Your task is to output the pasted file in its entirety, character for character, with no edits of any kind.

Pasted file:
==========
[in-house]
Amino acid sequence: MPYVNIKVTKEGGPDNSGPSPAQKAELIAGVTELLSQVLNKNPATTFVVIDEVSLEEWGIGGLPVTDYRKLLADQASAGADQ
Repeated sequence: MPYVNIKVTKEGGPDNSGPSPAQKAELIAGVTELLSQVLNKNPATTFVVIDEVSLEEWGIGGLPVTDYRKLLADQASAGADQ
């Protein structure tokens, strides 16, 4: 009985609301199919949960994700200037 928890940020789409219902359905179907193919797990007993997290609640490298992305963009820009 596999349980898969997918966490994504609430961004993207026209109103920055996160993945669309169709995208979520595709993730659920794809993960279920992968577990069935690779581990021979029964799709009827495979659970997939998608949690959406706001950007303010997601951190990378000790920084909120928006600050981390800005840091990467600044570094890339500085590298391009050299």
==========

[in-house]
Amino acid sequence: MPYVNIKVTKEGGPDNSGPSPAQKAELIAGVTELLSQVLNKNPATTFVVIDEVSLEEWGIGGLPVTDYRKLLADQASAGADQ
Repeated sequence: MPYVNIKVTKEGGPDNSGPSPAQKAELIAGVTELLSQVLNKNPATTFVVIDEVSLEEWGIGGLPVTDYRKLLADQASAGADQ
């Protein structure tokens, strides 16, 4: 009985609301199919949960994700200037 928890940020789409219902359905179907193919797990007993997290609640490298992305963009820009 596999349980898969997918966490994504609430961004993207026209109103920055996160993945669309169709995208979520595709993730659920794809993960279920992968577990069935690779581990021979029964799709009827495979659970997939998608949690959406706001950007303010997601951190990378000790920084909120928006600050981390800005840091990467600044570094890339500085590298391009050299």